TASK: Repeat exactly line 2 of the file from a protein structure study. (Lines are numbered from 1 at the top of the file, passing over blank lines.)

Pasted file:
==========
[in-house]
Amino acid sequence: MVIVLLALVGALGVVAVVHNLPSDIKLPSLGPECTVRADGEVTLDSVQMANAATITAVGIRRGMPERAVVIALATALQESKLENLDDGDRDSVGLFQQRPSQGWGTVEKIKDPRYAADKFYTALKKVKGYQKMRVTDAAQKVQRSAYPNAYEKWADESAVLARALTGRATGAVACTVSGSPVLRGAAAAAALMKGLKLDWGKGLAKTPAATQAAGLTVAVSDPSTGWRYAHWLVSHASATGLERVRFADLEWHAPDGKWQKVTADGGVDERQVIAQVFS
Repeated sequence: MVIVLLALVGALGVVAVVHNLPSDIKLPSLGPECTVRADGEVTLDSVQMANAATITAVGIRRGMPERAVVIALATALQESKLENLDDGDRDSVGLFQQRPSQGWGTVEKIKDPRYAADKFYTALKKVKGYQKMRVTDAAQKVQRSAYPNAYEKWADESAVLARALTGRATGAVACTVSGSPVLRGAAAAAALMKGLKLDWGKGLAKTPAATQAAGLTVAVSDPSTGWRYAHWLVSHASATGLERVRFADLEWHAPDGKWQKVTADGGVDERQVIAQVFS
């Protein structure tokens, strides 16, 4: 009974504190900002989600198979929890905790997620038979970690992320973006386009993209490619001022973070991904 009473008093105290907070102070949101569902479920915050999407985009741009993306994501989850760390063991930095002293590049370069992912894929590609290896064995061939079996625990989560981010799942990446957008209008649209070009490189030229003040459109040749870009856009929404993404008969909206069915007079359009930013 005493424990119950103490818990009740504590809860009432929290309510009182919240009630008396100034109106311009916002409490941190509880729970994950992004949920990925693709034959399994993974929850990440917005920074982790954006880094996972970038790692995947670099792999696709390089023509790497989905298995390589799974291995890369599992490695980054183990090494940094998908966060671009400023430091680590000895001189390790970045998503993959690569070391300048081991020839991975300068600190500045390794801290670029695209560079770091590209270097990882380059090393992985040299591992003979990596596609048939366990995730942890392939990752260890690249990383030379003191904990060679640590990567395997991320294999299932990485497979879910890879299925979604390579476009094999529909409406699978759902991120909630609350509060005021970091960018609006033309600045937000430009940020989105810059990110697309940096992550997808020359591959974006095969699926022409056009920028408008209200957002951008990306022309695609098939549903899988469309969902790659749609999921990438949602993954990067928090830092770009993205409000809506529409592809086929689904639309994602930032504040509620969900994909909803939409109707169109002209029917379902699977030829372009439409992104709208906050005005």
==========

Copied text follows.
Amino acid sequence: MVIVLLALVGALGVVAVVHNLPSDIKLPSLGPECTVRADGEVTLDSVQMANAATITAVGIRRGMPERAVVIALATALQESKLENLDDGDRDSVGLFQQRPSQGWGTVEKIKDPRYAADKFYTALKKVKGYQKMRVTDAAQKVQRSAYPNAYEKWADESAVLARALTGRATGAVACTVSGSPVLRGAAAAAALMKGLKLDWGKGLAKTPAATQAAGLTVAVSDPSTGWRYAHWLVSHASATGLERVRFADLEWHAPDGKWQKVTADGGVDERQVIAQVFS